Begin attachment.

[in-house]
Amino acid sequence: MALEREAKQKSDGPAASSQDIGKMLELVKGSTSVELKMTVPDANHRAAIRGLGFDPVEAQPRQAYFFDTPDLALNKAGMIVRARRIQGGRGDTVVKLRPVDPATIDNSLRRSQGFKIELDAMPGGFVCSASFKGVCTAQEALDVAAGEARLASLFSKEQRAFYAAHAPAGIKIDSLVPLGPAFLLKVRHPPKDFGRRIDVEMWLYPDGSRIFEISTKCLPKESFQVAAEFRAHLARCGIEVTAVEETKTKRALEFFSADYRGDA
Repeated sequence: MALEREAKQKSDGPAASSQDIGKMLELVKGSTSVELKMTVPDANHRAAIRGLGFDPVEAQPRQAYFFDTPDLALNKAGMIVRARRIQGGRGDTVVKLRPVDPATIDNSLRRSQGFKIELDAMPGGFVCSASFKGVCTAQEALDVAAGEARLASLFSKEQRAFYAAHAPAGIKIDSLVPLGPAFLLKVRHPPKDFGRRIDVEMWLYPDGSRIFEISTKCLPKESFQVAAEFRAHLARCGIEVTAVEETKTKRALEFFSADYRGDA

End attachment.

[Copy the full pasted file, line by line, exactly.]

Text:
[in-house]
Amino acid sequence: MALEREAKQKSDGPAASSQDIGKMLELVKGSTSVELKMTVPDANHRAAIRGLGFDPVEAQPRQAYFFDTPDLALNKAGMIVRARRIQGGRGDTVVKLRPVDPATIDNSLRRSQGFKIELDAMPGGFVCSASFKGVCTAQEALDVAAGEARLASLFSKEQRAFYAAHAPAGIKIDSLVPLGPAFLLKVRHPPKDFGRRIDVEMWLYPDGSRIFEISTKCLPKESFQVAAEFRAHLARCGIEVTAVEETKTKRALEFFSADYRGDA
Repeated sequence: MALEREAKQKSDGPAASSQDIGKMLELVKGSTSVELKMTVPDANHRAAIRGLGFDPVEAQPRQAYFFDTPDLALNKAGMIVRARRIQGGRGDTVVKLRPVDPATIDNSLRRSQGFKIELDAMPGGFVCSASFKGVCTAQEALDVAAGEARLASLFSKEQRAFYAAHAPAGIKIDSLVPLGPAFLLKVRHPPKDFGRRIDVEMWLYPDGSRIFEISTKCLPKESFQVAAEFRAHLARCGIEVTAVEETKTKRALEFFSADYRGDA